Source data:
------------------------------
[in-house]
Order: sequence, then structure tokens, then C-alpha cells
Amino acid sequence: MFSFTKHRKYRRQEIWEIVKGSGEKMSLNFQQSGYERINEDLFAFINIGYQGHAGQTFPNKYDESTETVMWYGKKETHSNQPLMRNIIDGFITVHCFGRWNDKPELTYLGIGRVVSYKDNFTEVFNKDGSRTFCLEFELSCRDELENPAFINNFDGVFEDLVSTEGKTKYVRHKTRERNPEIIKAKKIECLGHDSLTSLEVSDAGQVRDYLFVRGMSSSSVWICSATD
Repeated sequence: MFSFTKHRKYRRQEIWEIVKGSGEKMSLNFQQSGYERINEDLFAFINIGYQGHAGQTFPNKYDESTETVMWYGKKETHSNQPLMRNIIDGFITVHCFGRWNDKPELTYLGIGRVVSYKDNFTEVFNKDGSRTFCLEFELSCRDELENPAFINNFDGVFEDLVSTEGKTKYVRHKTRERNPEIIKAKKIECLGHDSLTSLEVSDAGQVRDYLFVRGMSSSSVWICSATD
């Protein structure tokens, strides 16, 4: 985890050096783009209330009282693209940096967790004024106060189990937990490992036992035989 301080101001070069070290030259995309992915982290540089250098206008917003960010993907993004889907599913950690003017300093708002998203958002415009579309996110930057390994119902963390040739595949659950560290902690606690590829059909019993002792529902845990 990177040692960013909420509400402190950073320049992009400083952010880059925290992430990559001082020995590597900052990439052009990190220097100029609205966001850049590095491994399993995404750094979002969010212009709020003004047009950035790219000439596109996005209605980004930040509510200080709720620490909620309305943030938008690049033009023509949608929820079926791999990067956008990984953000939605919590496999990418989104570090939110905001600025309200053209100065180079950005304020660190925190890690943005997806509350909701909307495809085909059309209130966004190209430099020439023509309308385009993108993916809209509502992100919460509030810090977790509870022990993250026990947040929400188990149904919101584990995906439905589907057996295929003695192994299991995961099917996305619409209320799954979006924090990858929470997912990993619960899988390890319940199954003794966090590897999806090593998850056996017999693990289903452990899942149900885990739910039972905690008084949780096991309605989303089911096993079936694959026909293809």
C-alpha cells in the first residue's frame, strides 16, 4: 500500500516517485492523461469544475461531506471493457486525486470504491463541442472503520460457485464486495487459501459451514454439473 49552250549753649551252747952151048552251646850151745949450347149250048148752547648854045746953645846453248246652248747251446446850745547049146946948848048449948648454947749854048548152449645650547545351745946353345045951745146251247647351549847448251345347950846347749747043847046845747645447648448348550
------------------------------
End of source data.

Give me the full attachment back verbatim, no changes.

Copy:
[in-house]
Order: sequence, then structure tokens, then C-alpha cells
Amino acid sequence: MFSFTKHRKYRRQEIWEIVKGSGEKMSLNFQQSGYERINEDLFAFINIGYQGHAGQTFPNKYDESTETVMWYGKKETHSNQPLMRNIIDGFITVHCFGRWNDKPELTYLGIGRVVSYKDNFTEVFNKDGSRTFCLEFELSCRDELENPAFINNFDGVFEDLVSTEGKTKYVRHKTRERNPEIIKAKKIECLGHDSLTSLEVSDAGQVRDYLFVRGMSSSSVWICSATD
Repeated sequence: MFSFTKHRKYRRQEIWEIVKGSGEKMSLNFQQSGYERINEDLFAFINIGYQGHAGQTFPNKYDESTETVMWYGKKETHSNQPLMRNIIDGFITVHCFGRWNDKPELTYLGIGRVVSYKDNFTEVFNKDGSRTFCLEFELSCRDELENPAFINNFDGVFEDLVSTEGKTKYVRHKTRERNPEIIKAKKIECLGHDSLTSLEVSDAGQVRDYLFVRGMSSSSVWICSATD
């Protein structure tokens, strides 16, 4: 985890050096783009209330009282693209940096967790004024106060189990937990490992036992035989 301080101001070069070290030259995309992915982290540089250098206008917003960010993907993004889907599913950690003017300093708002998203958002415009579309996110930057390994119902963390040739595949659950560290902690606690590829059909019993002792529902845990 990177040692960013909420509400402190950073320049992009400083952010880059925290992430990559001082020995590597900052990439052009990190220097100029609205966001850049590095491994399993995404750094979002969010212009709020003004047009950035790219000439596109996005209605980004930040509510200080709720620490909620309305943030938008690049033009023509949608929820079926791999990067956008990984953000939605919590496999990418989104570090939110905001600025309200053209100065180079950005304020660190925190890690943005997806509350909701909307495809085909059309209130966004190209430099020439023509309308385009993108993916809209509502992100919460509030810090977790509870022990993250026990947040929400188990149904919101584990995906439905589907057996295929003695192994299991995961099917996305619409209320799954979006924090990858929470997912990993619960899988390890319940199954003794966090590897999806090593998850056996017999693990289903452990899942149900885990739910039972905690008084949780096991309605989303089911096993079936694959026909293809």
C-alpha cells in the first residue's frame, strides 16, 4: 500500500516517485492523461469544475461531506471493457486525486470504491463541442472503520460457485464486495487459501459451514454439473 49552250549753649551252747952151048552251646850151745949450347149250048148752547648854045746953645846453248246652248747251446446850745547049146946948848048449948648454947749854048548152449645650547545351745946353345045951745146251247647351549847448251345347950846347749747043847046845747645447648448348550